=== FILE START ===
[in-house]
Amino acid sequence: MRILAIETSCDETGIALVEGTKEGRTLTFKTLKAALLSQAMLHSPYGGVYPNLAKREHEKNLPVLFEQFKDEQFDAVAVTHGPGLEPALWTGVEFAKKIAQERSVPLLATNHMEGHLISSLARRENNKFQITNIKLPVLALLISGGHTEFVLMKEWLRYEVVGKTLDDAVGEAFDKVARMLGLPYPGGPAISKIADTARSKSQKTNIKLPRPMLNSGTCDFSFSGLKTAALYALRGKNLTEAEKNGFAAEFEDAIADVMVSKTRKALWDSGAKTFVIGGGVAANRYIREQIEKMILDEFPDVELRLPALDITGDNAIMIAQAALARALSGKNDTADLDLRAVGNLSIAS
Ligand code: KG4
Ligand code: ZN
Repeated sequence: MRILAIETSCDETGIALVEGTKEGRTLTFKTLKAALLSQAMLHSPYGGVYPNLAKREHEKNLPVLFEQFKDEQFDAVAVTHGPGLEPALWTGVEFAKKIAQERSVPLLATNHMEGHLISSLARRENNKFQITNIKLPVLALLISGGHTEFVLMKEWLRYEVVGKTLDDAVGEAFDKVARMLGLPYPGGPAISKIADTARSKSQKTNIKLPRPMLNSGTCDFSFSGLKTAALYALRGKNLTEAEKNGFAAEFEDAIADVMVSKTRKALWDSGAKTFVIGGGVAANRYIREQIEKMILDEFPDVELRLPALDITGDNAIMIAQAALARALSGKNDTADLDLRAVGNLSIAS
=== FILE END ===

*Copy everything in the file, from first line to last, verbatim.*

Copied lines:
[in-house]
Amino acid sequence: MRILAIETSCDETGIALVEGTKEGRTLTFKTLKAALLSQAMLHSPYGGVYPNLAKREHEKNLPVLFEQFKDEQFDAVAVTHGPGLEPALWTGVEFAKKIAQERSVPLLATNHMEGHLISSLARRENNKFQITNIKLPVLALLISGGHTEFVLMKEWLRYEVVGKTLDDAVGEAFDKVARMLGLPYPGGPAISKIADTARSKSQKTNIKLPRPMLNSGTCDFSFSGLKTAALYALRGKNLTEAEKNGFAAEFEDAIADVMVSKTRKALWDSGAKTFVIGGGVAANRYIREQIEKMILDEFPDVELRLPALDITGDNAIMIAQAALARALSGKNDTADLDLRAVGNLSIAS
Ligand code: KG4
Ligand code: ZN
Repeated sequence: MRILAIETSCDETGIALVEGTKEGRTLTFKTLKAALLSQAMLHSPYGGVYPNLAKREHEKNLPVLFEQFKDEQFDAVAVTHGPGLEPALWTGVEFAKKIAQERSVPLLATNHMEGHLISSLARRENNKFQITNIKLPVLALLISGGHTEFVLMKEWLRYEVVGKTLDDAVGEAFDKVARMLGLPYPGGPAISKIADTARSKSQKTNIKLPRPMLNSGTCDFSFSGLKTAALYALRGKNLTEAEKNGFAAEFEDAIADVMVSKTRKALWDSGAKTFVIGGGVAANRYIREQIEKMILDEFPDVELRLPALDITGDNAIMIAQAALARALSGKNDTADLDLRAVGNLSIAS